Review by TheLastAvatar05

Reviewed: 12/10/07

Severely Overrated

After playing Final Fantasy X for the first time (after many resets and urges to continue where I stopped halfway at the most in one run), I always felt that I had this bitter thought or feeling of, "Is there a point to this game, or is this actually going anywhere?" Regardless, the feeling kept sticking with me to the point that I could not honestly like this game for all it's worth.

Graphics (6/10): For an RPG of it's time, everything looks top notch from the cut scenes to the battle animations. However, this is where the problem lies. For once, during cut scenes, the characters don't actually mouth their words realistically and looks somewhat off. I couldn't stop laughing at how bad their mouthing of words or lines matched the movement of their lips. It's somewhat noticeable to a degree. Our main character and party members are nicely detailed and animated (What exactly did you expect from an Final l Fantasy game?), though I felt that the main character's appearance and clothing looked like he got dressed in the middle of the night. It didn't really click or make me wonder of who this main character is and what his objective is in this game. It looked like they wanted to make him look like some type of Japanese American Pop Star in order to appeal to North American gamers alike, which for me, is a turn off to begin with. I felt that when I first saw Vaah in Final Fantasy XII, it made me look into his character more throughly and kept me asking various question of who he really is despite the fact that the only information we knew of him in the beginning of the game was that he was living under an oppressive regime as an orphan. For some reason, our character in this game, didn't give me that same feeling. It just gave me this guy named Tidus who had this past history with his father and was a famous blitzball player. Otherwise, it wasn't making me ask of who this main character was and what type of personalty he had for the player to relate to him. The local towns or dungeons are nicely animated. It looks like your in their world to a certain degree. However some of the areas can look a bit generic and dull which may be unappealing. In terms of battling of moves and spells, against the common enemies, everything is at it's high point. I felt that each move, spell, or enemy attacks were the strong point of this game. Otherwise, the only minor compliant is that it can look a bit generic at times.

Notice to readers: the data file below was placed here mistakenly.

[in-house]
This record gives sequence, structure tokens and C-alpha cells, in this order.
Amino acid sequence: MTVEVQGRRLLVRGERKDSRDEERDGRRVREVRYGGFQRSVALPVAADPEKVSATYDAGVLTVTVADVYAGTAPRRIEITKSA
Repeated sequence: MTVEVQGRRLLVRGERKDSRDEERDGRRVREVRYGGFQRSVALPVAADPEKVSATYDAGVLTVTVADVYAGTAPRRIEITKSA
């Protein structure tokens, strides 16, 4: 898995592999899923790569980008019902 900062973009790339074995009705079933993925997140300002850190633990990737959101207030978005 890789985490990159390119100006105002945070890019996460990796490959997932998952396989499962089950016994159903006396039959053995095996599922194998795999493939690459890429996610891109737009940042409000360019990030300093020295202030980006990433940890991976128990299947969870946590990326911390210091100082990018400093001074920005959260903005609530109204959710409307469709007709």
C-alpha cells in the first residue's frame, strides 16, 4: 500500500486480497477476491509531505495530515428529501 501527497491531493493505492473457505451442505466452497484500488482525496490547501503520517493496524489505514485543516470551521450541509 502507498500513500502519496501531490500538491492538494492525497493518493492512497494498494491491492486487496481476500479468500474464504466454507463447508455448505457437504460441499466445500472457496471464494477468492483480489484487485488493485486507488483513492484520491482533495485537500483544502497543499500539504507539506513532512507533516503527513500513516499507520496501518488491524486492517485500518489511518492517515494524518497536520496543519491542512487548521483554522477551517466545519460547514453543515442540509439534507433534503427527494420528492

Storyline (5/10): Ugh, words cannot describe fully of why I disliked this storyline with a pure passion. Apparently your the main character of Tidus, a famous blitzball star player from Zanarkand, who's hometown is destroyed by this large creature called Sin. After it sucks you into it's gaping vortex, you land up in a different time period or a set amount of years into the future where everything you knew was gone and past history. You meet a series of characters, including a girl named Yuna, who is a summoner, and sole duty is to defeat the mythical beast that is Sin. Yawn, could we can any more generic than this? A mythical beast swallows you into this vortex where your thrusted into the future and must accompany a summoner to defeat it again before it destroys the world? It sounds like your average RPG, not like what you might expect from the next installment of the Final Fantasy series. Certain plots within the storyline seemed bland and generic to be honest. It didn't keep me at the edge of my seat wanting to learn more compared to Final Fantasy XII's storyline, which I felt, was a lot better and less complex. The ending is somewhat a tear jerker though I didn't even shed anything other than the expressional sign that I got done with this game once and for all. Regardless, some of the other typical raving Final Fantasy veteran fanboys will enjoy this even if the ending consisted of a black screen with the words, " The End", after the final boss..